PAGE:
The Jammers will meet at the American Legion at 7 p.m. Monday night.

The Hannibal Resource Center has changed its hours. The center will no longer be open Thursday nights. They will continue to be open Tuesdays from 10 a.m. to 1 p.m, and will now be open Wednesday evenings from 5 to 7 p.m. The center is located at Our Lady of the Rosary.

Don’t forget to stop by the Library and pick up a ticket for the Kids Just Want to Have Fun summer raffle basket, which includes a $25 Michael’s gift card, sidewalk chalk marker, and lots of backyard and/or beach fun items.

We’ve had some pretty good weather for ducks haven’t we?  In fact they are getting so big, that the Dollars for Scholars have decided to float them down 9 Mile Creek in Hannibal Sunday, July 7 following the Concert in the Park.

The folks would greatly appreciate you buying a duck before the floating takes place.  Contact someone from Dollars for Scholars, Louie Gilbert and the Prossers; come to mind or stop by the Village Market Saturday and Sunday mornings and pick out the one you want. I think the ducks brought in enough funds for 13 scholarships this year.

If you or your family have benefitted from Dollars from Scholars, buy a couple of ducks — it’s a great way to say “Thank you!”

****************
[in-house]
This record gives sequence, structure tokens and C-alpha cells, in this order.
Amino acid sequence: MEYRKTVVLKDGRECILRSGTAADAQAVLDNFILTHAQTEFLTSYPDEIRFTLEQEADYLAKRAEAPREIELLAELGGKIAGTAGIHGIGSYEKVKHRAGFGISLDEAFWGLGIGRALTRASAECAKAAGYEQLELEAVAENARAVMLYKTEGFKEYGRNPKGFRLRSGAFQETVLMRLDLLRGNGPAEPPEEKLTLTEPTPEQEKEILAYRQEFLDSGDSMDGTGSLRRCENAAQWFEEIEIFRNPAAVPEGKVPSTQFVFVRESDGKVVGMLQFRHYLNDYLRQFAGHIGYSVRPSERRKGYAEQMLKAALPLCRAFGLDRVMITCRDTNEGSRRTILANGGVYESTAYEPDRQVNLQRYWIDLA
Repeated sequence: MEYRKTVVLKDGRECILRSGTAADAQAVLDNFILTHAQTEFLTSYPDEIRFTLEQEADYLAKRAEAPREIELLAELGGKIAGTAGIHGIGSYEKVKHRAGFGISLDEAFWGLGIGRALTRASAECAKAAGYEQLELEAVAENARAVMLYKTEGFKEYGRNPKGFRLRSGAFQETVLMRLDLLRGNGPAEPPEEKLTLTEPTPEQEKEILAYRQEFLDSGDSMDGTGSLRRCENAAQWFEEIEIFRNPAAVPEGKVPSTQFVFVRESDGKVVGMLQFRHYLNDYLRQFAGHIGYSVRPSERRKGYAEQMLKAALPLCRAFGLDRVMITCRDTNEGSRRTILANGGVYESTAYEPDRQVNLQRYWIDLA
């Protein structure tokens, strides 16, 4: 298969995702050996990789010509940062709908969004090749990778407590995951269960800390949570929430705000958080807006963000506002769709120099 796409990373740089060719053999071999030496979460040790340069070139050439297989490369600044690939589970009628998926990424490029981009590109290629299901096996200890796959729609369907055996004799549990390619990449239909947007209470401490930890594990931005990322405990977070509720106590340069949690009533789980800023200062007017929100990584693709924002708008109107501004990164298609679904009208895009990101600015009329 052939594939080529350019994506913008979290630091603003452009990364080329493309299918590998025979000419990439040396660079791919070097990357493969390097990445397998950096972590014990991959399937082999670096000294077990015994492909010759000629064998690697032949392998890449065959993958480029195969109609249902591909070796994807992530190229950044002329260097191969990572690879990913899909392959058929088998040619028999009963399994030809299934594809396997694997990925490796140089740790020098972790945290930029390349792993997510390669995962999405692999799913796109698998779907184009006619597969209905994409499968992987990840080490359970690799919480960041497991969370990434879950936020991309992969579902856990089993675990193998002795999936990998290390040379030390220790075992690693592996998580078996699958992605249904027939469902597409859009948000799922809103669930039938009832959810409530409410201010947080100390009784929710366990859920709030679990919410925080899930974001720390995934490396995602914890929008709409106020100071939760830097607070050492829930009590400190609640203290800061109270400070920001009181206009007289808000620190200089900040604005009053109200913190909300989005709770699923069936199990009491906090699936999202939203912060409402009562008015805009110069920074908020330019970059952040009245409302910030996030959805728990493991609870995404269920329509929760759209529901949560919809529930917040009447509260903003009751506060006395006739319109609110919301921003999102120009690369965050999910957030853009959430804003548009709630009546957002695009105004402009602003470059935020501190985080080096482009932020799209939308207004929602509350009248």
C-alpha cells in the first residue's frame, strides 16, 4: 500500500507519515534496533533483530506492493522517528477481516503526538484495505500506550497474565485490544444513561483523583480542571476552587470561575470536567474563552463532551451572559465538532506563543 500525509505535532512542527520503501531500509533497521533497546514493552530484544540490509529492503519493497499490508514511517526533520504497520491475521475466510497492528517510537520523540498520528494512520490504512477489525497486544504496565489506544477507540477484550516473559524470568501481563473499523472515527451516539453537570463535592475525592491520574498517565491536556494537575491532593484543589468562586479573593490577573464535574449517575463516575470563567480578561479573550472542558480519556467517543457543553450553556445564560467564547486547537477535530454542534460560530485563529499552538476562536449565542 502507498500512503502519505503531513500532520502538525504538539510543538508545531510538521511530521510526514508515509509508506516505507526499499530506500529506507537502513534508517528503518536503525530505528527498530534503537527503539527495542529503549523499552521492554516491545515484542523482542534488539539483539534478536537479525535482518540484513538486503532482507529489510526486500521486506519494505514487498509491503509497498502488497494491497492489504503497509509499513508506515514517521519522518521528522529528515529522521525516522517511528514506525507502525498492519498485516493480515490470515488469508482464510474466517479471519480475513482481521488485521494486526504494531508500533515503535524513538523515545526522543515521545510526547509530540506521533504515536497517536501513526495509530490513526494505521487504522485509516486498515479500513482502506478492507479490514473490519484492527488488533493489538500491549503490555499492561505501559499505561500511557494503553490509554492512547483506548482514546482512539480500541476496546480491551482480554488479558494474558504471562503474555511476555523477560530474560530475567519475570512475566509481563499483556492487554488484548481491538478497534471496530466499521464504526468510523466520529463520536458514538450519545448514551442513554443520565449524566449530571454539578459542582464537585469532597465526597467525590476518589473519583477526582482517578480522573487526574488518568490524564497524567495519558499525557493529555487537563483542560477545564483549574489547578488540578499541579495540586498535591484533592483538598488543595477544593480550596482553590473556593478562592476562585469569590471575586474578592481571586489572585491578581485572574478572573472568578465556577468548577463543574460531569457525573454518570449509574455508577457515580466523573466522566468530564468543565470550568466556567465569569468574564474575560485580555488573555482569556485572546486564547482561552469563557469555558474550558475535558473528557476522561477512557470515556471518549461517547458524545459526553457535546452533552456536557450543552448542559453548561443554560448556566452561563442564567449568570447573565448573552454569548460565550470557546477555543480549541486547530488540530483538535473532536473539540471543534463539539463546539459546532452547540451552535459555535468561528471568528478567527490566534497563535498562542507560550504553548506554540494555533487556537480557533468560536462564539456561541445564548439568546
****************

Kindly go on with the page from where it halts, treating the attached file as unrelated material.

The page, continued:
The Concert in the Park will be held at the Hannibal Firemen’s Field located on Rochester Street in the Village of Hannibalon July 7. This event is sponsored by the Hannibal Historical society and the Village of Hannibal.

Beginning at 1:30 p.m, there will be softball games at the site. The concert will begin at 3:30 p.m. with a performance with the local band Anybody’s Guess, followed by the Fulton Community Band’s Dixie Land group and lastly the Fulton Community Band.

The entire event has free parking and admission and the concert will be held rain or shine as it will be under cover. There will be concession stands offering food and drink manned by local organizations.

The Red Cross will be on hand offer free blood pressure readings. Also, the Dollars for Scholars will have raffle tickets for the annual Duck Derby.

By the way, summer reading at the library for children begins Tuesday, July 9. The sessions are on Tuesday, Wednesday, and Thursday from 10 to 11 a.m. for six weeks. This years theme is “Dig into Reading.”

The  Sterling Valley Community Church will be having an ice cream social Saturday, July 13 starting at 5 p.m. There will be food, including hot dogs, hamburgers, soda, ice cream and  cake, popcorn and cotton candy.  There will be a bake sale and  lots of  things for kids to do.  The highlight of the evening will be music by the  blue grass band  “Different Brothers.”

Your church  or youth group can still have a booth at the SOS Fest July 19-21 at the Hannibal Fireman’s Field in Hannibal.  Sell food, have a bake sale, set up games, activities, mission display, etc, your group keeps all your money. Non-profit mission booths are free! Crafters and vendors pay only a small fee.

This is the largest three-day music festival of its kind in New York State. Over a dozen bands and speakers with free water slide and free jump house.

Those seeking more details may visit